FS:   I realized that the neighborhood was not being fully served. Up until a year and a half ago, we had a few bodegas along here, overpriced bodegas and whatnot, which is fine, but we don't have any incidental stuff. Slowly, in the last six years or so, we now have a bunch of restaurants along here. We got Los Anaya’s, we've got the papusa restaurant, and the Frog, and Honey Bees. We’ve got Vintiques for vintage clothes. All these places have popped up. Even Vees Café, that’s been here seven years. As far as beyond the norm of what the neighborhood was, they were the pioneers. Subsequently, the local market has redone the inside and changed their product line to suit the neighbors. But we didn't have any pizza! All the Latin food you could want, no pizza. No Chinese food, no Japanese food, no nothing, so let's start with pizza, we need pizza. I drew a logo and I sent it to Mike, and I said, "Let's do delicious pizza."

TNN:  Tell my about your partner Mike.

FS:   Mike's a great guy and a friend of mine who owned the wildly popular Delicious Vinyl, a record label started in the '80s. He doesn't live in the neighborhood, but he likes the neighborhood and he sees the growth. He's investing his time and his energy into the neighborhood to try and make something better for the people who live around here.  Offer something a little more soothing when you drive down the road. Make it a little safer to walk down the street. Pay a little more attention to what's going on. His record label was very popular, and their logo lent itself to pizza, just a perfect swap. I sent him the Delicious Pizza logo, and he said, "Yeah, I've always wanted to do a pizza place!" 

I was looking around, we found a building, he bought the building, and then I renovated the building and, subsequently, it just seemed to work out. We did the pizza place and a little art gallery seemed to go with it very well. We have a space on the end here, which we're running a little gallery in now, but it's set up to be another restaurant. We're hoping to get a brand new restaurant vendor in there. It's all ready, all the plumbing and electricals in, we just need a tenant, so that's one more thing.

Across the street, we bought a building, and we put some artists in there. We’ve got an artist in there who is going to do fine art life drawing courses. It's to be an artists' studio on one side and a life drawing class in the front and the gallery, all in one. We bought that, we redid the front on it, so it looks clean. It doesn't look abandoned anymore. It looked really scary before.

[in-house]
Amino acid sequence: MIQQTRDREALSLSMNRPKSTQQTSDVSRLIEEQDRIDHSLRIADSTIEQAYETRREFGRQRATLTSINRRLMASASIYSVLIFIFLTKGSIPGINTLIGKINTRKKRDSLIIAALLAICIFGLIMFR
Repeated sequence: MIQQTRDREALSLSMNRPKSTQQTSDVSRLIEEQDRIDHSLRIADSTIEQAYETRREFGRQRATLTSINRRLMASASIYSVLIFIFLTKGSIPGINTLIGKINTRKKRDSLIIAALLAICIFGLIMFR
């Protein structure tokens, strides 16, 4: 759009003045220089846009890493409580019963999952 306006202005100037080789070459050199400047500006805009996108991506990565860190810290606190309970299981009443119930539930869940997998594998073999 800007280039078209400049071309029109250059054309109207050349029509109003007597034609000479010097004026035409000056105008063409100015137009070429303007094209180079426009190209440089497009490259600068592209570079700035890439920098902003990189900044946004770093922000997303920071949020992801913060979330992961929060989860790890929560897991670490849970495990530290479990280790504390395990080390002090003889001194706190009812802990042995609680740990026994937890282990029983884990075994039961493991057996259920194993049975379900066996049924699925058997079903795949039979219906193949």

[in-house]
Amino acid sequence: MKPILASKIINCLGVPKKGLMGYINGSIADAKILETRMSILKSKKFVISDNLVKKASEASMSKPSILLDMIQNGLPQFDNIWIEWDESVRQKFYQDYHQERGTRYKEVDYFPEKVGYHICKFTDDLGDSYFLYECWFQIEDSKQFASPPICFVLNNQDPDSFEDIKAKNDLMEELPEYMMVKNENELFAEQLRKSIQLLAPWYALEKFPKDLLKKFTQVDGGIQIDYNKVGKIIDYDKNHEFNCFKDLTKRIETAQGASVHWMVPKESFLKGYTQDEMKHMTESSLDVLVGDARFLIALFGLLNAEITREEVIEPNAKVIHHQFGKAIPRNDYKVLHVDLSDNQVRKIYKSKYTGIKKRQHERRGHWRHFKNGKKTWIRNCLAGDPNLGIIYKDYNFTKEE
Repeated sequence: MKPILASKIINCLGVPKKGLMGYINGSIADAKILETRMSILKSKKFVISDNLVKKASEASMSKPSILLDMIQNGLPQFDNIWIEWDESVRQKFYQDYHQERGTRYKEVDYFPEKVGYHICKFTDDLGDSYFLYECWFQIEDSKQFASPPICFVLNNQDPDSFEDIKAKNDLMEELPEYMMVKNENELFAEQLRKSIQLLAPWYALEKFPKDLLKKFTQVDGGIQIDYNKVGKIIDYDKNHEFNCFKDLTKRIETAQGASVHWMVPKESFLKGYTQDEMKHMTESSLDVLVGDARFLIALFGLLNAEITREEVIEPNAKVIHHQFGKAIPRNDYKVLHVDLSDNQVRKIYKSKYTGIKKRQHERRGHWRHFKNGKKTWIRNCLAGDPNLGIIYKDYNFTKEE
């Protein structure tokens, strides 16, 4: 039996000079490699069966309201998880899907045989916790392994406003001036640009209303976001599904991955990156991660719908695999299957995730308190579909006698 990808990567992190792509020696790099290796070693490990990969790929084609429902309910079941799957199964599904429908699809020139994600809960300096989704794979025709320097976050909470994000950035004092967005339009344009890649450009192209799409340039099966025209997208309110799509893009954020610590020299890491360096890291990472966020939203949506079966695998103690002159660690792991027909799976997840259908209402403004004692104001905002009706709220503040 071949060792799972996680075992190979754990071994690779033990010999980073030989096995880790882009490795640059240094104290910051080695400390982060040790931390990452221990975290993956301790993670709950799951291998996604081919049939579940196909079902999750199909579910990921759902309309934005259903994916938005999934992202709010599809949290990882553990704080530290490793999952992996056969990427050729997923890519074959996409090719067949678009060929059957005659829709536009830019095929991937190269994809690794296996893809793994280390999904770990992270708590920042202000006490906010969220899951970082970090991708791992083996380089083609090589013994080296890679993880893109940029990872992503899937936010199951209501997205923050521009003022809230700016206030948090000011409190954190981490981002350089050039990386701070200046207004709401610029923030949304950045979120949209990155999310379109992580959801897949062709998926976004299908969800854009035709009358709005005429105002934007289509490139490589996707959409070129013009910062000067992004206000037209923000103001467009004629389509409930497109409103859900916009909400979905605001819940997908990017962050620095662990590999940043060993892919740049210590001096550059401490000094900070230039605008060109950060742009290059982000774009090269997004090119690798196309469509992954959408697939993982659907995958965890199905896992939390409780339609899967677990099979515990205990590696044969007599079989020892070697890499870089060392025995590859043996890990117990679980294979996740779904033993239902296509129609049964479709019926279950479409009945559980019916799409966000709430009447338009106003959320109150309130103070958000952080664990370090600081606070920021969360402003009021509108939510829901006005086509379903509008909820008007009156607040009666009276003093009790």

DEC15pizza3bTNN:You have this building that houses Delicious Pizza and the building next door?

FS:   No, this is all one building, an art gallery, the radio station, this room we're sitting in, another art gallery, which is our dining room, and then the pizza place. The next one is an empty lot that we plan to develop later. That's this block. Across the street, we have that gallery, and then, down the road, where J & J Barbecue is, we bought that piece of property and we put in ten shipping containers in the back.

TNN:  Renee Gunther’s Daily Organic’s is one of the pop ups.

FS:   We put in those containers and I put the boxes in and set a little path, like, let's put businesses in and I rented all the spaces out, so now they've got a little container village going on over there. There's a hair salon in there, and a jeweler, and a realtor, along with J & J.

dec15Pizza8TNN:All of that in one compound? 

FS:   We bought the whole chunk of land from the guy who had the woodpile there. He was done, so he sold us the property, and when he took his woodpile away, we put the containers in and paved the ground. There was an auto repair shop in there, and J & J, and the woodpile. When the auto repair shop left, I put in Carol and she does jewelry. There’s a realtor in there, and then we put in a hair salon. When the wood boy left, we put in containers.

On the other side of La Brea, on Adams, we have a building in there that's got artists living in it. We redid the front and painted it all, and then, across the road, opened another art gallery over there, 4900 Gallery.

TNN:  There have been people living on this strip, involved in the community, who've been talking about the need to revitalize
Adams for a long time, so it's just amazing-

FS:  It's a paint job away, that's what I keep saying. It's a paint job away, because the people that live in the buildings are already there, and they're already cool. They're established businesses. There are craftsmen to make wood furniture, craftsmen to do upholstery. There's these churches, there's all kinds of little businesses, but they're all hiding, and that's the thing. There's a cat over here, he does all the grinding of all the lenses for the west side and Israel and he's got a booming business in there. He's one of the largest providers of lenses for Israel, and they grind twenty-four hours a day in that place, and it's one of the junkiest-looking buildings on the block. We've gone to him and like, "Hey, man. Why don't you just paint it?" "Oh, no, no, we can't. We won't paint it."

TNN:Why not?

FS:   "We don't have any money!"  It's really funny, because one of the guys, a manager that worked there, I told him, "Come on, let's go talk to your boss. I want to paint the building. You're so successful, you can certainly afford a quart of paint."

"No, we can't paint the building!!" (laughs)